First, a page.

This fountain stands prominently at the center of the Lindenhof hill park overlooking the Limmat river and the Altstadt (old town) of Zürich.
The Hedwig Fountain “was built in 1912. The helmeted statue of a woman beside the fountain was made by Gustav Siber. It was built to honor the Zürich women who defended the city by duping the army of Duke Albert I of Germany during the siege of Zürich in 1292. They dressed in full battle gear in order to trick the Habsburg army into thinking that the city was well protected while their men were busy campaigning at Winterthur.” [Wikipedia]
As always, full-res photos are available in the gallery (here).
I’ve always enjoyed seeing this fountain, anchoring thesquare in front of the Hotel zum Storchen and, this time of year, surrounded by the tables of a café operated out of the hotel. Indeed, when I was last passing by, I saw a waiter from the café pause to fill a water jug from the fountain and carry it to one of the guest tables.
I was long unclear about the nature of this person – who is he? what is he doing? why is he celebrated on a fountain in a prominent square in Zürich?
Again with a tip from Jean Rosston ’77, I believe this statue depicts a man who picks wine grapes; he is wearing a traditional wooden basket on his back, and the ‘arbor’ around the fountain includes sculpted grape leaves. I’ve since learned the square is called Weinplatz, lending credence to this explanation.
The fountain is mentioned in another webpage – without explanation of the fountain, but some historical tidbits about the hotel.
This fountain, on the side of a government building in downtown Zürich, likely depicts the story of “Felix and Regula, together with their servant Exuperantius, [who] are the patron saints of Zürich” [Wikipedia]. (Kudos again to Jean Rosston ’77 for the tip that led me to this interpretation.)
In this story, told in more detail on Wikipedia, they were members of a Roman legion that escaped when their legion was to be executed, later caught in Zürich, tried and executed in the year 286. “After decapitation, they miraculously stood to their feet, picked up their own heads, walked forty paces uphill, and prayed before lying down in death. They were buried on the spot where they lay down, on the hilltop which would become the site of the Grossmünster.”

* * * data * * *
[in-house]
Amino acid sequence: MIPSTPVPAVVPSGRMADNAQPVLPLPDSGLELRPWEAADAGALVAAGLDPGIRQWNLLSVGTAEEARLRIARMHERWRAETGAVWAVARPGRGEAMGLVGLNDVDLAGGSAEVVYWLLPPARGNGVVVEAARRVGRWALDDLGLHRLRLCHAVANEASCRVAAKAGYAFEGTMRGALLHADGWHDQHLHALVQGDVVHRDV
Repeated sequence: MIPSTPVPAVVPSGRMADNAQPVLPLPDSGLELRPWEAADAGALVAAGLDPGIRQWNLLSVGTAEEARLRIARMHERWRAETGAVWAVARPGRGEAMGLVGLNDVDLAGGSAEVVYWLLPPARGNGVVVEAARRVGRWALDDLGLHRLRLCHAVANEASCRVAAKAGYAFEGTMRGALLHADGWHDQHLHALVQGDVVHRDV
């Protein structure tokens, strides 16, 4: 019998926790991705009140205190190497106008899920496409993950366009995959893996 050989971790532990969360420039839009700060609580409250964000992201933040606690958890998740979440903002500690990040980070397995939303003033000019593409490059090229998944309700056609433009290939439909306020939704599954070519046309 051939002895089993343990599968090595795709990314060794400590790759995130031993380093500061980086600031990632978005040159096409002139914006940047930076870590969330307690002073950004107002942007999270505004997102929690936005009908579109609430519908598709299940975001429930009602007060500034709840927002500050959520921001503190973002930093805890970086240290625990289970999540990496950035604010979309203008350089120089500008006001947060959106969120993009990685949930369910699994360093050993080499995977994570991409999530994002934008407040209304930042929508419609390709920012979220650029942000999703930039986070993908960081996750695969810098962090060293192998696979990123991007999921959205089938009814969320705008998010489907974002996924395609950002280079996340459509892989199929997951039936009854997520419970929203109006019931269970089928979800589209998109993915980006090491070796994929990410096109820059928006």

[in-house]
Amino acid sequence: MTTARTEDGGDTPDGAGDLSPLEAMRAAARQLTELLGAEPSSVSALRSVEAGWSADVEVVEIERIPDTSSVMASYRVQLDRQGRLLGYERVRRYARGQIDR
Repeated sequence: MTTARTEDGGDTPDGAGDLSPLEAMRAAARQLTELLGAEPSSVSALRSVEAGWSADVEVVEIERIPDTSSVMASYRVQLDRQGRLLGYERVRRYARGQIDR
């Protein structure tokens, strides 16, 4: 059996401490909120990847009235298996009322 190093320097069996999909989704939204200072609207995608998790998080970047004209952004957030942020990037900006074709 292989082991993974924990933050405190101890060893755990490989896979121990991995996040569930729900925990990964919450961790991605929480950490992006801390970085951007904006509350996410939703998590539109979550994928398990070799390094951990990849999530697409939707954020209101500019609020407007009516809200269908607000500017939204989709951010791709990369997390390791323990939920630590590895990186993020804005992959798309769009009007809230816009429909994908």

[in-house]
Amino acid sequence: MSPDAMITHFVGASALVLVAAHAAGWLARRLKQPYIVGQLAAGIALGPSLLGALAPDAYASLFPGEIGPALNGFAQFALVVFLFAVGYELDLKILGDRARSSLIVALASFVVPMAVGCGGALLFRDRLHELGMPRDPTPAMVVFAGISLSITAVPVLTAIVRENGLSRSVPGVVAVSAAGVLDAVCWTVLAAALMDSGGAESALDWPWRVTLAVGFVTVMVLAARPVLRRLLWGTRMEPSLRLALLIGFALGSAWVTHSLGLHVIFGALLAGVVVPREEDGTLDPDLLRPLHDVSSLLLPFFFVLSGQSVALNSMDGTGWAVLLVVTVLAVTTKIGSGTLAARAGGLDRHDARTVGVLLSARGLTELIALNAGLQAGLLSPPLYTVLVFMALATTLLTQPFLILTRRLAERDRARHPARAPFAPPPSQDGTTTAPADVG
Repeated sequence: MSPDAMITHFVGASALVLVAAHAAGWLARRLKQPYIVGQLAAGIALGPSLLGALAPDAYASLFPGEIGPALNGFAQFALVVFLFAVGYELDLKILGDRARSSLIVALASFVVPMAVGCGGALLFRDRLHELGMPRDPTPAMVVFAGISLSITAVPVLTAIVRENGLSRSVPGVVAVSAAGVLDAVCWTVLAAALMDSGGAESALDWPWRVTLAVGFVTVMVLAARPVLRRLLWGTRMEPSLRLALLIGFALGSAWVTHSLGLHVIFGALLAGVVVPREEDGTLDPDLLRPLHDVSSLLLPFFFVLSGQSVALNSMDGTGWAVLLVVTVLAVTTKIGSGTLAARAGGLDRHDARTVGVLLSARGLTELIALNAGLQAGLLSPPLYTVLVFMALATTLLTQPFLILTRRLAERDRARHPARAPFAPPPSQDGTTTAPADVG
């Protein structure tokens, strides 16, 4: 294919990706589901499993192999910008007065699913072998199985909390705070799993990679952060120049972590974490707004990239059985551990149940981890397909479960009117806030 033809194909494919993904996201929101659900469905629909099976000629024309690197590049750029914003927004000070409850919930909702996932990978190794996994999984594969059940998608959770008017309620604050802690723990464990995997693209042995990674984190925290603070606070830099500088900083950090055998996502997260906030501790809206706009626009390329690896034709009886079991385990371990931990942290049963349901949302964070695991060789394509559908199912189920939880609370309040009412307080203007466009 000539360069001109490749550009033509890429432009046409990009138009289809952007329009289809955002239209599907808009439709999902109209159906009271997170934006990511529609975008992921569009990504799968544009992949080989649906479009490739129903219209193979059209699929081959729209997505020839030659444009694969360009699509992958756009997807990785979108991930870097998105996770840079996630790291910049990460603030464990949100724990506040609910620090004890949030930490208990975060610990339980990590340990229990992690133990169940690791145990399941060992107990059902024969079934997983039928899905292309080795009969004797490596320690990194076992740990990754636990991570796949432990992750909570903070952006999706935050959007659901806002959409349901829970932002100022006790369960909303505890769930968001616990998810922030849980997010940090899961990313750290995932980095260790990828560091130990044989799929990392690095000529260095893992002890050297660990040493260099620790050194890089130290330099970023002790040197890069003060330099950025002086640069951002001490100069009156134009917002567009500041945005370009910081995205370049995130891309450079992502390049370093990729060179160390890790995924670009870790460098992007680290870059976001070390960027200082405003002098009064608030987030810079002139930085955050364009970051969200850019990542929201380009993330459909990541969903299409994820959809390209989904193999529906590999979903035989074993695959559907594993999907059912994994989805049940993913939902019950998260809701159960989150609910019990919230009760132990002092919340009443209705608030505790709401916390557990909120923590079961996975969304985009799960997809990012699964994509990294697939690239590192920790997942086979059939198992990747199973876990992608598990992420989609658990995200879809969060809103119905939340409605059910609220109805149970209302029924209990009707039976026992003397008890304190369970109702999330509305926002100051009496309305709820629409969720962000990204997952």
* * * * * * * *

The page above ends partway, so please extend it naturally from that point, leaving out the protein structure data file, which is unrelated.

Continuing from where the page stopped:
This story “largely contributed to the massive conversion of the inhabitants of these regions to Christianity and had such an impact on Zurich that these three saints still appear on the seal of Zurich today.” [Wikipedia]
One of the most visible fountains in the city is at Bellevue, a large plaza in front of the opera house and seated at the corner of the lakefront. It is also a busy interchange of several tram lines, and a favorite for people who want to meet, sit in a cafe, and watch the world go by.
This fountain is of simple, bowl-shaped design, but exceptionally wide; around the rim are playful decorative spouts enabling anyone to stop by for a drink. While I was there one sunny weekend afternoon, so many people came by to fill their water bottle, that a line had formed.
Most of the fountains I encounter in Zürich – and most of those I’ve shared here – are constructed from concrete or metal, or sculpted from stone, to form pillars or bowls or human figures. But there is another fascinating trend in fountains, most often visible along the forested trails of Zürichberg or Uetliberg, the hills that straddle the Zürichsee valley. These natural fountains, made from boulders or logs, can be plain and functional, or playfully elaborate, or almost zen-like in their simplicity. Here are a few examples; see 19 photos in the gallery, beginning here.